Steep Yourself In History At Bigelow Tea’s Charleston Tea Plantation
Friday, 12 August 2016
Imagine an island oasis filled with tea plants as far as the eye can see, and you’ll get a sense of why Charleston Tea Plantation is such a special part of the Bigelow Tea family. But to truly appreciate this storybook vision brought to life, come visit and steep yourself in tea history!
Tucked away on 127 unspoiled acres on Wadmalaw Island in South Carolina’s Lowcountry, Charleston Tea Plantation is America’s largest working tea garden and home to American Classic Tea. Visitors are invited to tour the tea garden via trolley, learn about tea production, or even to host a magical wedding amid ancient oak trees and the lush camellia sinensis (tea) plants.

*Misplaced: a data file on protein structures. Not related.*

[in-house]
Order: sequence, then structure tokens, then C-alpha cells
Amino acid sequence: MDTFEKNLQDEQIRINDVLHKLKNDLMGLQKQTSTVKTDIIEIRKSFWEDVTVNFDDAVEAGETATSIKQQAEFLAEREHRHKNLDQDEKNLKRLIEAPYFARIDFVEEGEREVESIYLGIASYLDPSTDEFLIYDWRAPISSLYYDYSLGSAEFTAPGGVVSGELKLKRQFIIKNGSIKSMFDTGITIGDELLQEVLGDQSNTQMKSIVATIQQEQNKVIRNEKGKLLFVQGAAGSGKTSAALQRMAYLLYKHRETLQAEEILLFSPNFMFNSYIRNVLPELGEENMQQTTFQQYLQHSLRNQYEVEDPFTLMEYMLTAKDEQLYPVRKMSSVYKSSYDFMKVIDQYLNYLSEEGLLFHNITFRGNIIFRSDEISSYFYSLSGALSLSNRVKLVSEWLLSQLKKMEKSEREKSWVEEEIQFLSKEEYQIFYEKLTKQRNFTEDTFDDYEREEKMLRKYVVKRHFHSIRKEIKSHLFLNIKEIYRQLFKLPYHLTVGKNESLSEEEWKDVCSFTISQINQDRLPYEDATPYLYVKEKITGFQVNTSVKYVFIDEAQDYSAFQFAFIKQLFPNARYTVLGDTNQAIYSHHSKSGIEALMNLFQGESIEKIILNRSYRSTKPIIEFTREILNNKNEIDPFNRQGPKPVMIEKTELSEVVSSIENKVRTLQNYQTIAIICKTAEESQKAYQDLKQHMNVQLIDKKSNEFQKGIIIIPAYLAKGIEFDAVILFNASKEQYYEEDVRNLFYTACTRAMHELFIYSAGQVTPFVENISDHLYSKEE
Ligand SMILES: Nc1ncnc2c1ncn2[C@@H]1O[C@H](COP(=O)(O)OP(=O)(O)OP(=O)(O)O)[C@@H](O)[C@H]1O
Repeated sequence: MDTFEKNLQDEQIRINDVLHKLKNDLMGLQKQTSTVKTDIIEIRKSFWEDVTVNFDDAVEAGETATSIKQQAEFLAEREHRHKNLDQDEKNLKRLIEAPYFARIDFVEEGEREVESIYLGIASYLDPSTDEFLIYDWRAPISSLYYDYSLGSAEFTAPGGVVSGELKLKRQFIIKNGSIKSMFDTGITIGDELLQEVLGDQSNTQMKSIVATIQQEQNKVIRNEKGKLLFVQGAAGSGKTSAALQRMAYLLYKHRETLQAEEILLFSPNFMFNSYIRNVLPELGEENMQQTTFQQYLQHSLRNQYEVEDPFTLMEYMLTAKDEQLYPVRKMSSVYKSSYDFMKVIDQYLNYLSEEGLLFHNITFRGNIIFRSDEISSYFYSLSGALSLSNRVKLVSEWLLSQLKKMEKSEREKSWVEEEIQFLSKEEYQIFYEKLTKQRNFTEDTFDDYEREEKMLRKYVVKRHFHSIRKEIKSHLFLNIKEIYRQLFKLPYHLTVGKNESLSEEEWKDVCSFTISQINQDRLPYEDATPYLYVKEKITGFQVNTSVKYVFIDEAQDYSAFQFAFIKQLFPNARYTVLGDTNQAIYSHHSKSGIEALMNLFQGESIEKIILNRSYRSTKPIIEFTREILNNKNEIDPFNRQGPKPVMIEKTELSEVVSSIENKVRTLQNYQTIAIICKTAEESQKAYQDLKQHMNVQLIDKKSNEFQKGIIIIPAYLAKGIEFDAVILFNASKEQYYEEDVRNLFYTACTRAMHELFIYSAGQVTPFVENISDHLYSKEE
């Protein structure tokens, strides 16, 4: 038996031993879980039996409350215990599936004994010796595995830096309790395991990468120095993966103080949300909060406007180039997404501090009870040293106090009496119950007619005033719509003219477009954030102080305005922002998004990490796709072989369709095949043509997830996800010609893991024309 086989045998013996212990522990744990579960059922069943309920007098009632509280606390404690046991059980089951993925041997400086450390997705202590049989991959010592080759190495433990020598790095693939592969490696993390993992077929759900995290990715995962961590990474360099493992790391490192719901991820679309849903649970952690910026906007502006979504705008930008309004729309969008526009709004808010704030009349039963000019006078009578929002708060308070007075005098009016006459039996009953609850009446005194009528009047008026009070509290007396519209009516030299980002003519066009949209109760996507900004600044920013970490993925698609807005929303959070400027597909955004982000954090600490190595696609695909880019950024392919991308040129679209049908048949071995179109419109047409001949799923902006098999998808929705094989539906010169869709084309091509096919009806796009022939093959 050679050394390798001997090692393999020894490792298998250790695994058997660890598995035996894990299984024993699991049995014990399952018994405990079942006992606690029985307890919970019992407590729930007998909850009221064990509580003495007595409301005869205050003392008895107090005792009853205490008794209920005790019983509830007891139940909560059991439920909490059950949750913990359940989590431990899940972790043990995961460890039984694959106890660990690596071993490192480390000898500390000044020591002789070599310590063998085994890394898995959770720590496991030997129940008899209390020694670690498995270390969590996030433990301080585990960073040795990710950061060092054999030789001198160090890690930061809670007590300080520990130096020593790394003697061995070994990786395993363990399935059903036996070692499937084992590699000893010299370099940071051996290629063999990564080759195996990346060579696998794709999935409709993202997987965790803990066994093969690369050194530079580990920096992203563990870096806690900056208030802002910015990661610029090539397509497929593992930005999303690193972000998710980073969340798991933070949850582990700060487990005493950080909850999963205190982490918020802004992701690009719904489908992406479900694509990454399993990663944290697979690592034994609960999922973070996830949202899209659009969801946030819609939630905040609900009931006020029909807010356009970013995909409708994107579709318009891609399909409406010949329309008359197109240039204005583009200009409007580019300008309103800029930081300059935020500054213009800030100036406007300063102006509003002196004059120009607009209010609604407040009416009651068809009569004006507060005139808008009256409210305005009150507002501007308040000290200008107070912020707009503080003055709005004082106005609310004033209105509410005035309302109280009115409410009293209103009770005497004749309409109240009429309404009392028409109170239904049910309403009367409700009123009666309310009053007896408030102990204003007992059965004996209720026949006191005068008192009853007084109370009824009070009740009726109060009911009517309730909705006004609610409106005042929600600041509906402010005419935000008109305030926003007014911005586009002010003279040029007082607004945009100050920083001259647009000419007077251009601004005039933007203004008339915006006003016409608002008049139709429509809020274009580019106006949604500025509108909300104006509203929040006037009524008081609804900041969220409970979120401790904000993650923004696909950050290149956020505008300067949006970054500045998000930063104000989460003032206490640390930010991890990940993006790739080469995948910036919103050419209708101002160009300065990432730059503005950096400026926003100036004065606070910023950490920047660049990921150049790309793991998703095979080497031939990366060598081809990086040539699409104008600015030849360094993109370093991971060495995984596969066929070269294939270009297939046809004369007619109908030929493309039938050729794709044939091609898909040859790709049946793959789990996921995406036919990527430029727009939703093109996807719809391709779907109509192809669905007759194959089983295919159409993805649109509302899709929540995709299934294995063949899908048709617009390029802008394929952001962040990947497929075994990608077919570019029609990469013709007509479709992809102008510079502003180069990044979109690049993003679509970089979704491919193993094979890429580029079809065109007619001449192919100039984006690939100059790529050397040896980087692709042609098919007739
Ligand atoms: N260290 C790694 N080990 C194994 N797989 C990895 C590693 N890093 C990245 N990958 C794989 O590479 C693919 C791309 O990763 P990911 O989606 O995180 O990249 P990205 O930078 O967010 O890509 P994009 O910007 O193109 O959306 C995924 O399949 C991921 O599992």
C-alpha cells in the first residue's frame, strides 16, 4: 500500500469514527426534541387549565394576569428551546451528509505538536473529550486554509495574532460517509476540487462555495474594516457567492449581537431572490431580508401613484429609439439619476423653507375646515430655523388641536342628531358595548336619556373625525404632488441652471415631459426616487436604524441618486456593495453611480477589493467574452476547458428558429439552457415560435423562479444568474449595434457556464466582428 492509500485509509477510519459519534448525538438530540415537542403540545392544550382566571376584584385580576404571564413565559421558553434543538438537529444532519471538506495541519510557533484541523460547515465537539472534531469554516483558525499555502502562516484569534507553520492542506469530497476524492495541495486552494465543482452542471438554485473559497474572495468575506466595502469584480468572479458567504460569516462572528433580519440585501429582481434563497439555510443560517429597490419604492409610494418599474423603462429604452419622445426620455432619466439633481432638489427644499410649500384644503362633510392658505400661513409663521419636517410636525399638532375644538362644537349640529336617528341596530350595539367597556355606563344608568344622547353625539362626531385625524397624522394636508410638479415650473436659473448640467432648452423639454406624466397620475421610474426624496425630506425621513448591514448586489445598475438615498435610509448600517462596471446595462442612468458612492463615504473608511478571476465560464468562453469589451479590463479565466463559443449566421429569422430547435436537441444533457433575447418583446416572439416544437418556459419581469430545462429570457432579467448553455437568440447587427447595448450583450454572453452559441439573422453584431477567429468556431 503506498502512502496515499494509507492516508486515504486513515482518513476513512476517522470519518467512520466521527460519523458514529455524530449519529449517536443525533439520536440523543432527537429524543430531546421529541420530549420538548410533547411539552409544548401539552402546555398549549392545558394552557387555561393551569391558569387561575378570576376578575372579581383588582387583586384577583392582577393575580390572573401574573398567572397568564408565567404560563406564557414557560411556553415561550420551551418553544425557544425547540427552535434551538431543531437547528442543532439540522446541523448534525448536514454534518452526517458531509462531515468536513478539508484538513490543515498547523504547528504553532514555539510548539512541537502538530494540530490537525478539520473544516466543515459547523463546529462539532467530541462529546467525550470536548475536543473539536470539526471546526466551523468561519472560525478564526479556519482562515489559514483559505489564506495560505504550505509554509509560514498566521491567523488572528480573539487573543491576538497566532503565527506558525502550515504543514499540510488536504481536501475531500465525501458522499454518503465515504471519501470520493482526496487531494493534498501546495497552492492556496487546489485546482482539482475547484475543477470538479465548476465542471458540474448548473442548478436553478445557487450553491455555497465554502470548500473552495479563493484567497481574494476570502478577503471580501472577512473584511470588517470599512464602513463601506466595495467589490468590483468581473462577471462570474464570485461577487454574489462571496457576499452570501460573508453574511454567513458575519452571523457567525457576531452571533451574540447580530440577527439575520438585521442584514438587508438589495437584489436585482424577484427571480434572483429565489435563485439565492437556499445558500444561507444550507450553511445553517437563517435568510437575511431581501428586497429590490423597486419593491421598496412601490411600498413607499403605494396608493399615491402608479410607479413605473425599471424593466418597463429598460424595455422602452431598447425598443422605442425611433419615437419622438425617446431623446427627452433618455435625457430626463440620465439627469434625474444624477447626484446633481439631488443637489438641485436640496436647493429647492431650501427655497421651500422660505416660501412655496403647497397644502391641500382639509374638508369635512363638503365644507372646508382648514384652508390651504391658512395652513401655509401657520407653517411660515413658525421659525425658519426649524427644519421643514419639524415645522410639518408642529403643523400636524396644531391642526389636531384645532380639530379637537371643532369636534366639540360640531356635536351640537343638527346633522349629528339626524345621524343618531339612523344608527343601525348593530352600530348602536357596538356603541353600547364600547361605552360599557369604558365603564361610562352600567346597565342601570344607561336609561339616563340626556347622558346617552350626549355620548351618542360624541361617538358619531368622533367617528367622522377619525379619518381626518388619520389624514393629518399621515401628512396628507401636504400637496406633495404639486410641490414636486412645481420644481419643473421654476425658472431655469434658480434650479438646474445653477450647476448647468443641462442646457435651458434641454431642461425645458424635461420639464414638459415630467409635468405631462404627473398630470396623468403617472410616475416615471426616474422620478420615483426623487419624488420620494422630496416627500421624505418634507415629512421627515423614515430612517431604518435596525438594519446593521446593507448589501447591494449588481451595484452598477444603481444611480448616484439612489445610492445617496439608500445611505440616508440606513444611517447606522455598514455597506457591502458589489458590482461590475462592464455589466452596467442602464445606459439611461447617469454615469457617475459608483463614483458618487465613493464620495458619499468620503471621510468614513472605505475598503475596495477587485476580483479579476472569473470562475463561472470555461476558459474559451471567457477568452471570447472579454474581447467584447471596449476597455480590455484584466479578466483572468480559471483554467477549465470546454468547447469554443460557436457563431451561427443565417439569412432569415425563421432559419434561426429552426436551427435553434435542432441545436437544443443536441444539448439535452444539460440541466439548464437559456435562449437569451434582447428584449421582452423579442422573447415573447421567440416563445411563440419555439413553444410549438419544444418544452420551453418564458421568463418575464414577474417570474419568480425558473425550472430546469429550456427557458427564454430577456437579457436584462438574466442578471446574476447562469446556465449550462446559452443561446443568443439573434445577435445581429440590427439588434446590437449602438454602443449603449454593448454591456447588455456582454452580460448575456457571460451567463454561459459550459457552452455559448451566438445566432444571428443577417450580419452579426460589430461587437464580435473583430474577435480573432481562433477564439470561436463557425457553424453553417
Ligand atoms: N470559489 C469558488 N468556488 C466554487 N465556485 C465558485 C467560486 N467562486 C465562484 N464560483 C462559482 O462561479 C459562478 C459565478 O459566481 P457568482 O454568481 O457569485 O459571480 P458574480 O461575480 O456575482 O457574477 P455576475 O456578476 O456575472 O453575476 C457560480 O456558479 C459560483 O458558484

Bigelow Tea purchased the tea garden in 2003, partnering with former owner William Barclay Hall, a third-generation tea taster and tea expert who took over the property in 1987. His expertise in tea growing and production, coupled with Bigelow Tea’s 70 years of experience in the tea business, has ensured the preservation of a historical gem for future generations.
The story of tea growing in America dates to the 1700s, when the first attempts were made to propagate the camellia sinensis plant in South Carolina. Not until 1888, when Dr. Charles Shepard founded the Pinehurst Tea Plantation in Summerville, South Carolina, did American-grown tea become a reality. It was Shepard’s plants that were transplanted to a former potato farm on Wadmalaw Island in 1963 and thrive there today in 320 varieties.
Check out the Charleston Tea Garden Pinterest page for more engaging stories and photos, and start planning your step back in tea time with a trip to Charleston!